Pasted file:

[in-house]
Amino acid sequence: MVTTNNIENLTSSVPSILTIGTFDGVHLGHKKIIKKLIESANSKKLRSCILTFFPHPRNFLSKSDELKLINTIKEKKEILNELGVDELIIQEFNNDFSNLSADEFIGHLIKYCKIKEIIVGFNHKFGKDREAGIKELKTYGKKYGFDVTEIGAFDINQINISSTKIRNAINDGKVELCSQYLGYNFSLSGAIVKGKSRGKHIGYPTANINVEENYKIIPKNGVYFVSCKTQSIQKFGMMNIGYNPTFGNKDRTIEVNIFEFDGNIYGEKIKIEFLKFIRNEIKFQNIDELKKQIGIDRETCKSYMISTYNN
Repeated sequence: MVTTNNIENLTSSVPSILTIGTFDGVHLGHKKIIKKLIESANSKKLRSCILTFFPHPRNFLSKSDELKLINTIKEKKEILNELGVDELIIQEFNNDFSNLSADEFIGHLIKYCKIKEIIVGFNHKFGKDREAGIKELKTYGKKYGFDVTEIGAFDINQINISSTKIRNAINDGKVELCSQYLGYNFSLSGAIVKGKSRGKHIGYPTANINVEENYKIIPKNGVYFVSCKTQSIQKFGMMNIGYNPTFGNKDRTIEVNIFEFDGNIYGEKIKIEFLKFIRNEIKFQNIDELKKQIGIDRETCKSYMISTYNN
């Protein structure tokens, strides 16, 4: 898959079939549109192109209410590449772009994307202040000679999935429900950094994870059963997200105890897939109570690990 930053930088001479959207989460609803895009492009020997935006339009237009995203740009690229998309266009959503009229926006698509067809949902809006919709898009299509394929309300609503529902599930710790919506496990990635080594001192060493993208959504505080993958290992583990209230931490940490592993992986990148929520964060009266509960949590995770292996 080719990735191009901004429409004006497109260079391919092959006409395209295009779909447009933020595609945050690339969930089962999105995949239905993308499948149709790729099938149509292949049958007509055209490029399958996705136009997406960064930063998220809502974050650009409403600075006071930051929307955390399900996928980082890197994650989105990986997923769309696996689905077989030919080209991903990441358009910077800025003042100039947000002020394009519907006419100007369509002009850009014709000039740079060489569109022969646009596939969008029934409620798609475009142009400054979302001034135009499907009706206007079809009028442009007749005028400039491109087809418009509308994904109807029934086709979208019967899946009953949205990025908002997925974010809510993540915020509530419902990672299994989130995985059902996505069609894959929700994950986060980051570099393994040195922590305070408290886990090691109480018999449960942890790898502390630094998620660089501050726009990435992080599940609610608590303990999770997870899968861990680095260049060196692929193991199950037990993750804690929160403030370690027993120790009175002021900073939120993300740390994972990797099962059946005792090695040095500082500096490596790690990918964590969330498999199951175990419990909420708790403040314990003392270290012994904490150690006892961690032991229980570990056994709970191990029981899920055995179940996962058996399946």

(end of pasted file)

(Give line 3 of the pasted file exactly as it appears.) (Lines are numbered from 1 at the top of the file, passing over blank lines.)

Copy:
Repeated sequence: MVTTNNIENLTSSVPSILTIGTFDGVHLGHKKIIKKLIESANSKKLRSCILTFFPHPRNFLSKSDELKLINTIKEKKEILNELGVDELIIQEFNNDFSNLSADEFIGHLIKYCKIKEIIVGFNHKFGKDREAGIKELKTYGKKYGFDVTEIGAFDINQINISSTKIRNAINDGKVELCSQYLGYNFSLSGAIVKGKSRGKHIGYPTANINVEENYKIIPKNGVYFVSCKTQSIQKFGMMNIGYNPTFGNKDRTIEVNIFEFDGNIYGEKIKIEFLKFIRNEIKFQNIDELKKQIGIDRETCKSYMISTYNN